NATIONAL RECONCILIATION WEEK
National Reconciliation Week
Reconciliation Week (NRW) takes place annually from May 27 – June 3 to commemorate two significant milestones: the 1967 Referendum granting Aboriginal and Torres Strait Islander people the right to vote and, the 1992 Mabo decision debunking the fallacy of the doctrine of ‘Terra Nullius’. The week presents an opportunity for Australians to come together as individuals, families, communities and organisations to acknowledge and pay respect to the world’s oldest surviving culture. The momentum for greater reconciliation action is building across Australia and, especially, here in Tasmania.
In 2023 we kept up the momentum after the success of our 2022 statewide breakfasts. The theme this year is Be A Voice for Generations. The theme encourages all Australians to be a voice for reconciliation in tangible ways in our everyday lives – where we live, work and socialise. For the work of generations past, and the benefit of future generations, act today for a more just, equitable and reconciled country for all.
During our 2023 NRW breakfasts we were excited to have acclaimed journalist, entertainment personality and Kamilaroi descendant Ray Martin on board. Ray has been involved in the reconciliation movement for over 40 years and brought his own unique perspective to the referendum debate.
Ray was partnered with three local co-speakers from each area. Our co-speaker for nipaluna/Hobart was palawa and bundjalung UTAS Law and Sociology student Tyenna Hogan who spoke clearly and strongly about how some of the southern Aboriginal community feel about the referendum. In Launceston we had 19-year-old palawa man Ged Watts who was brought up in Georgetown. He grew up immersed in cultural activities on-country and is currently studying Cyber Security at the University of Victoria. More on his speech further down.
In Devonport we had Dave mangenner Gough, a proud Trawlwoolway man who descends from bunganna (chief), Manalargenna’s oldest daughter, Woretemoeteyenner of North East Tasmania. mangenner is an artist and curator. He is a storyteller, playwright, producer, director, narrator and performer with large-scale performances, exhibitions and installations.
A lot of people who attended our National Reconciliation Week Launceston Breakfast were left speechless after young First Nations man Ged Watts delivered his speech last week. The 19-year-old palawa man who was brought up in Georgetown grew up immersed in cultural activities on-country and is currently studying Cyber Security at the University of Victoria. He spoke about his family, experiencing racism and the referendum. It was an inspiring and heartfelt talk. He was our only speaker who received a standing ovation from the three breakfasts.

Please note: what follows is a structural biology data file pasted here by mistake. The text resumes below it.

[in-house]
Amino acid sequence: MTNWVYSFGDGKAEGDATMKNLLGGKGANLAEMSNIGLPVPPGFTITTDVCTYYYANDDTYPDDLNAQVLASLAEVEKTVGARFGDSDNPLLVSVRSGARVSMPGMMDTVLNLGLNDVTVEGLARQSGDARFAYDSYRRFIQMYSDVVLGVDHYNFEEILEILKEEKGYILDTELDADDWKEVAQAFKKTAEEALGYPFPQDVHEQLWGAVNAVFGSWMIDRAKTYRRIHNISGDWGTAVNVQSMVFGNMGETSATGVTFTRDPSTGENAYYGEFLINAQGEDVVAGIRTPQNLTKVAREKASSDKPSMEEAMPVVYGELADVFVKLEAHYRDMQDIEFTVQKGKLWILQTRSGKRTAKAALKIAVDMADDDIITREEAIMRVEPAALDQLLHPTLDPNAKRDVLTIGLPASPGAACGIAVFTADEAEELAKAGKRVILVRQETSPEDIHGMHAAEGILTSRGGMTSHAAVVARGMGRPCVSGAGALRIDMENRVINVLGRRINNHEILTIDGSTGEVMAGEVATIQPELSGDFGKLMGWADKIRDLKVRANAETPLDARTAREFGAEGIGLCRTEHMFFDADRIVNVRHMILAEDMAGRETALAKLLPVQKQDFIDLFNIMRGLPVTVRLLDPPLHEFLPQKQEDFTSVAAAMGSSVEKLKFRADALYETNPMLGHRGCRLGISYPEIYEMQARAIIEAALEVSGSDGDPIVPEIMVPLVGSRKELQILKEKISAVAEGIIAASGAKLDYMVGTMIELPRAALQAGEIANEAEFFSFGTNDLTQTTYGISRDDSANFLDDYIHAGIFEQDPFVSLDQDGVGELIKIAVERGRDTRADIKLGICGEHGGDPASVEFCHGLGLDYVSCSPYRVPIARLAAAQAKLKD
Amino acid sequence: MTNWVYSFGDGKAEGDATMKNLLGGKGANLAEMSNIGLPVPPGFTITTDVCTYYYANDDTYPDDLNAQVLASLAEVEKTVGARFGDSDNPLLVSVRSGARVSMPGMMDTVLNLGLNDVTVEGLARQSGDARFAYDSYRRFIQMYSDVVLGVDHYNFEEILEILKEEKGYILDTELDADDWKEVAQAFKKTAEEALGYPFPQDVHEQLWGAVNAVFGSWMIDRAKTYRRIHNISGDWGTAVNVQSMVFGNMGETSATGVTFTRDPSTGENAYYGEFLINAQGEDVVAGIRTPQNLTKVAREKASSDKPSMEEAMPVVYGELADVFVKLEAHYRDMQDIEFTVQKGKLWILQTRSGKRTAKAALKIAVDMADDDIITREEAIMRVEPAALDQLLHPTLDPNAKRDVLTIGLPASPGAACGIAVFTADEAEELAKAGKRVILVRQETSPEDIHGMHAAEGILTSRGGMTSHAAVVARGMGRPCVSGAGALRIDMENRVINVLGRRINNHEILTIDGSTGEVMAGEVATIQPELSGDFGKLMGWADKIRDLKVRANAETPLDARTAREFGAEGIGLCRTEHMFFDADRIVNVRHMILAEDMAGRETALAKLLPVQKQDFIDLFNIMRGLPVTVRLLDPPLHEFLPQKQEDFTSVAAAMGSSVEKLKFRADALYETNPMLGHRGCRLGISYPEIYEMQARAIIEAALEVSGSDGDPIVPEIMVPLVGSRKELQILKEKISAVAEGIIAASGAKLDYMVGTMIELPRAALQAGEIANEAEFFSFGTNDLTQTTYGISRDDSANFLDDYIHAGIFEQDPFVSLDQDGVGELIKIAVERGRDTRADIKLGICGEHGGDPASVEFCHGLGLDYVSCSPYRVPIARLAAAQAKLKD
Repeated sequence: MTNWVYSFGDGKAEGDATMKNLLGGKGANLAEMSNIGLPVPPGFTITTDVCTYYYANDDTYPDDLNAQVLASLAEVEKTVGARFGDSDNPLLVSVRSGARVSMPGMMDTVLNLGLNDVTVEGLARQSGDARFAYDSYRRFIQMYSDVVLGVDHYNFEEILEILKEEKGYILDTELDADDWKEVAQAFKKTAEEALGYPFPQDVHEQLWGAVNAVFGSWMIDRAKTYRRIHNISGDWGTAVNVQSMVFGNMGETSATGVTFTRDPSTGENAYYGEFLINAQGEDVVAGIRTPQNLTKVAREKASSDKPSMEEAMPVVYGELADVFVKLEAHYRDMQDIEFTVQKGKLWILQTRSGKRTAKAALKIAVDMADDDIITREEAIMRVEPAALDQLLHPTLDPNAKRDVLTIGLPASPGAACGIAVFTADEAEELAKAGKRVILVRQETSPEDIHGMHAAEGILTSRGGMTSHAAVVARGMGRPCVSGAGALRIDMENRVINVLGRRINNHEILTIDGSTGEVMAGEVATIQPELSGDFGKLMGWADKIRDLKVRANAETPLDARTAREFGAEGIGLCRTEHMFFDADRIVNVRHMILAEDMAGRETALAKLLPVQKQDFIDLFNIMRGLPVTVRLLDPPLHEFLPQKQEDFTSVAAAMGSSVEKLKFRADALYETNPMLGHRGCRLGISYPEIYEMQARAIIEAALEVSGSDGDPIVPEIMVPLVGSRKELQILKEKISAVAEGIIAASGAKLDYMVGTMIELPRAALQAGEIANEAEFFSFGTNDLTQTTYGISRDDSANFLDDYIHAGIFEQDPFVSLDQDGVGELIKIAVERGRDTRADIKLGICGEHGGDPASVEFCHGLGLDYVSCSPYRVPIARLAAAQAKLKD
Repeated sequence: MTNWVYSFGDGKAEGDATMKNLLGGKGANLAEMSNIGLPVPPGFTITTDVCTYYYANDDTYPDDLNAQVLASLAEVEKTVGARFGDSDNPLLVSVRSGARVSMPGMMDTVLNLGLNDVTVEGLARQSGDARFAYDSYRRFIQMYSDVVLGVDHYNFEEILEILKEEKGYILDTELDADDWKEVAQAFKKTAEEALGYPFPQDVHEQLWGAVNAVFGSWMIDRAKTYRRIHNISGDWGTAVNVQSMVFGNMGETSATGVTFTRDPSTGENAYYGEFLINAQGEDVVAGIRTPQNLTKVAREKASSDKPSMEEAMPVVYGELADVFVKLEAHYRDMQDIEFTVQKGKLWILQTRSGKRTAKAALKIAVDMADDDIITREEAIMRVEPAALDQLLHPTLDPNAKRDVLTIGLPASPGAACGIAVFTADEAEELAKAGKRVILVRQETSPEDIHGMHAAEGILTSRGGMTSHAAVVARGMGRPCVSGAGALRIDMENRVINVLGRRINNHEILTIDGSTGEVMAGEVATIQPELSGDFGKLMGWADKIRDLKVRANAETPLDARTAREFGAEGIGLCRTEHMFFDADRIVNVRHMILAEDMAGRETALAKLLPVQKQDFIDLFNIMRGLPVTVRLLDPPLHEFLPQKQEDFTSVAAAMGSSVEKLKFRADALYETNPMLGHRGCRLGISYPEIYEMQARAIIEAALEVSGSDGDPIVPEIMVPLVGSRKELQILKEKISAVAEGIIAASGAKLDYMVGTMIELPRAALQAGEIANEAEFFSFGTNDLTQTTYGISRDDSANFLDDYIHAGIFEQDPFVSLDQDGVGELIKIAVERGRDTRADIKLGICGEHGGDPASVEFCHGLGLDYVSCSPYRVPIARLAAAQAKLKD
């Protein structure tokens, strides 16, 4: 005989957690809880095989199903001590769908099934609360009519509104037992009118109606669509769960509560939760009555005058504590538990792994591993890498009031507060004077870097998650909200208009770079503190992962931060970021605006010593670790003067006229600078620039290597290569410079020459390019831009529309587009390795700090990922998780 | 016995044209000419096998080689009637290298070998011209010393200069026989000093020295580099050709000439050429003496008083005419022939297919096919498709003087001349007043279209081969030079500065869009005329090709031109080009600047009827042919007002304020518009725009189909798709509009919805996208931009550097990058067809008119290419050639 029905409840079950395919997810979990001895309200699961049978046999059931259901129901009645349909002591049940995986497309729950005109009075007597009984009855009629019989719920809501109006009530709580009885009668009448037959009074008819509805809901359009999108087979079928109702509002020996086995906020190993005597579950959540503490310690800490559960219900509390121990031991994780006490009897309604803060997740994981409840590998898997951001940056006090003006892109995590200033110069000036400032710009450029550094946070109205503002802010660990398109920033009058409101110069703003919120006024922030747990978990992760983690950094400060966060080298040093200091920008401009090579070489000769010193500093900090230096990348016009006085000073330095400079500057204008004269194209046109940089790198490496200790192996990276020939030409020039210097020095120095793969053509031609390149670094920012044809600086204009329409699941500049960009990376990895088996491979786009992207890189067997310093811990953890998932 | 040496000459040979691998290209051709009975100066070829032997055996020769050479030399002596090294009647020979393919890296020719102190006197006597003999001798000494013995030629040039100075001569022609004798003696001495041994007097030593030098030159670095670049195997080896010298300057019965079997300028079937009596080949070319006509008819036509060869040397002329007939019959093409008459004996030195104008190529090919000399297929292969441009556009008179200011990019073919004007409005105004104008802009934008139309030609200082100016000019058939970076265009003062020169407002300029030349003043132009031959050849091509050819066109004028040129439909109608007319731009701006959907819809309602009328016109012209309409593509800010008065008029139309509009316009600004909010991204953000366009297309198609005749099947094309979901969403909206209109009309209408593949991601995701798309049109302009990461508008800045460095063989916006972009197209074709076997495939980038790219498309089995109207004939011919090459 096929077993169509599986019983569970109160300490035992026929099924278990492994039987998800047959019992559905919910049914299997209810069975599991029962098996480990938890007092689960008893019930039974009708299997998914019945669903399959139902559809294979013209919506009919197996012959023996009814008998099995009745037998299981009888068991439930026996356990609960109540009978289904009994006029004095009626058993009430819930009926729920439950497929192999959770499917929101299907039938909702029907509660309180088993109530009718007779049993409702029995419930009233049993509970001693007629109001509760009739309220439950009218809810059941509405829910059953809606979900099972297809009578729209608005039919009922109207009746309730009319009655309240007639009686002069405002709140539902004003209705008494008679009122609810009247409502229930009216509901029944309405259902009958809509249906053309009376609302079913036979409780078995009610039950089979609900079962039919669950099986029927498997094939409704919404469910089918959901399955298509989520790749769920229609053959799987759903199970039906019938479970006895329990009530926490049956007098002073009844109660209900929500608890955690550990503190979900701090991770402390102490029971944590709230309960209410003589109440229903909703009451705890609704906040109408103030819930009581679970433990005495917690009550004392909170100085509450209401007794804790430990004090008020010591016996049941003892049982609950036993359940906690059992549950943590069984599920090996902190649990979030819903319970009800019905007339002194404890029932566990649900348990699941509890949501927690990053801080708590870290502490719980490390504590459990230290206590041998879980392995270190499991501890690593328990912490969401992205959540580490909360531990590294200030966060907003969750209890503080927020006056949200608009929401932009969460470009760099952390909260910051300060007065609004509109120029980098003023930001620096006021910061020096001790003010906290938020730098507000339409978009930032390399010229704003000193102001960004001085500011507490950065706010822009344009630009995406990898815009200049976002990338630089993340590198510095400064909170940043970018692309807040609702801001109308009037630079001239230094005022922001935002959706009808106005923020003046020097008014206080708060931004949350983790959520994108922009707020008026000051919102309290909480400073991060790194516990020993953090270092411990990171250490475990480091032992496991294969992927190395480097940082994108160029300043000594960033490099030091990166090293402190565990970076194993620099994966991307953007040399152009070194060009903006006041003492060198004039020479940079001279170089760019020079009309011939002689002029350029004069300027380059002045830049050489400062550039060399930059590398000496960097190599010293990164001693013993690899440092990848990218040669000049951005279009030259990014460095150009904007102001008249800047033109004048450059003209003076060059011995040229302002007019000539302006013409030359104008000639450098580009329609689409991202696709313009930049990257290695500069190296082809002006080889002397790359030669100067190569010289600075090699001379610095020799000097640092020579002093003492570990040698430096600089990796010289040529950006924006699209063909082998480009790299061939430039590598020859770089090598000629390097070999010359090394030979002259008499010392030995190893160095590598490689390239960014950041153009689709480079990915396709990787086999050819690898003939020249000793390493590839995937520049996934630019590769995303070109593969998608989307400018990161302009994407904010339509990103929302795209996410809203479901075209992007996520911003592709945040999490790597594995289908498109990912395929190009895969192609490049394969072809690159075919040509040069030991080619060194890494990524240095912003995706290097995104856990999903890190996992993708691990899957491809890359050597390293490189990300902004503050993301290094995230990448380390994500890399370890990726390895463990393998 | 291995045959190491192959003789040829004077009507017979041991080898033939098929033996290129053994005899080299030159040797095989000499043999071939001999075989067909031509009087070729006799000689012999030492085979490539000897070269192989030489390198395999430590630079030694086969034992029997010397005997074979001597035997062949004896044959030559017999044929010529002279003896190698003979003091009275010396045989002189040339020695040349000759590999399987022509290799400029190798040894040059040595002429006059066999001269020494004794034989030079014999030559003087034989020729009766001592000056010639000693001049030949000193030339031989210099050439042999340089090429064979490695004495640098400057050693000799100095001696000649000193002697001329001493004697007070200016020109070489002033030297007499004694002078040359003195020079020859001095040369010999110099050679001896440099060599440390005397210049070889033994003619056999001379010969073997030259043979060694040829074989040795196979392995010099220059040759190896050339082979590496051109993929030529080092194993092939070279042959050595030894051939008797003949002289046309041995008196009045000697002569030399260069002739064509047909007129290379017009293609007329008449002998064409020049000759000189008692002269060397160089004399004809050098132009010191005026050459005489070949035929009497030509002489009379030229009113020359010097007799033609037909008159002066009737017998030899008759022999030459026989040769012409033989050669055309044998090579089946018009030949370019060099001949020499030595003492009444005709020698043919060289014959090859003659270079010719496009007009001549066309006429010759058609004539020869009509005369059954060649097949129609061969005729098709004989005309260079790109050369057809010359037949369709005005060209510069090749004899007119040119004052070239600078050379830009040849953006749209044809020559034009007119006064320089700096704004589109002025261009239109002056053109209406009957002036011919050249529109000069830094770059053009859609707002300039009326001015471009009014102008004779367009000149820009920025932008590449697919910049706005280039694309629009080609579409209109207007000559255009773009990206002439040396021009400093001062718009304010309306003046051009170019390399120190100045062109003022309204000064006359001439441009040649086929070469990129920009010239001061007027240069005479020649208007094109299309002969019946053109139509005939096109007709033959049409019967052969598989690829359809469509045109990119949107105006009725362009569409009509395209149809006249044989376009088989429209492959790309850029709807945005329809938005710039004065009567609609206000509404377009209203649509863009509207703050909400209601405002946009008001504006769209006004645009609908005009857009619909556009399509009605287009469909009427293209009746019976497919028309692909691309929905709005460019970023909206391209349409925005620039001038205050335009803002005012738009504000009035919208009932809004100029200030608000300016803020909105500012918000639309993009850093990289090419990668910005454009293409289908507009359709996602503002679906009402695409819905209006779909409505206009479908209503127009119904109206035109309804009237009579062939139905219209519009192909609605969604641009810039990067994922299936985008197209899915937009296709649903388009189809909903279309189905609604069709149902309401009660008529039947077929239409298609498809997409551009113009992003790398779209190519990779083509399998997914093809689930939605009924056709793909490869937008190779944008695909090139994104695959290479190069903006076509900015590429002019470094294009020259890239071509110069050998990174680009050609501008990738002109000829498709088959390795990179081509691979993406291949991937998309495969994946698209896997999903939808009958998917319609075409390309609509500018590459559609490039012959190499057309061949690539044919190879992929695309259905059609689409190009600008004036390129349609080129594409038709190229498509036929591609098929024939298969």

We’ve been inundated with requests to get copies of it and thankfully the independent videographer we work with James Klumpes has recorded the speech in full! Check it out below.
Ged Watt’s Speech HERE
For the full video of the Devonport National Reconciliation Week Breakfast, click HERE
Our Lunchtime Forum series ran across the State during National Reconciliation Week (NRW) featuring three local Tasmanian First Nations people in Hobart: Ruth Langford, Alison Overeem and Duncan Robinson. In Ulverstone: Hank Horton, Uncle Sammy Howard and Aunty Netty Shaw. In Launceston: Aunty Sharon Holbrook, Nathan Charles Brown and Nick Cameron. Attendees were enriched by the truth-telling told by our Aboriginal community speakers who discussed current and ongoing issues and topics including the 2023 Referendum for an Aboriginal and Torres Strait Islander Voice to Parliament.
National Reconciliation Week 2022
In 2022 the NRW theme was Be Brave. Make Change. RT followed this theme closely in bringing two special guests to our breakfasts, who are both brave change makers.
Signatory to the Uluru Statement from the Heart, tireless campaigner for Enshrinement of the Voice and author of Finding Our Heart and other books, Thomas Mayo is growing voice for First Nations Australians. Hailing from the Torres Strait and Larrakia country, Thomas speaks with passion on Voice, Treaty and Truth, and how greater recognition of First Nations Australians will be a catalyst for the growth of our nation.
Joining Thomas was the 2022 Tasmanian Young Australian of the Year, Kaytlyn Johnson. As a palawa woman growing up in remote NW Tasmania, Kaytlyn experienced many “cultural struggles” as she sought to connect with her Aboriginal heritage and identity. Now an emerging singer-songwriter and university science student, Kaytlyn is also a passionate advocate for First Nations youth recognition and rights and cultural education in schools.
With our passionate special guests and a program led and delivered by First Nations Tasmanians, RT’s 2022 NRW Breakfast Program was a huge success with over 1,500 people attending our three breakfasts across the state.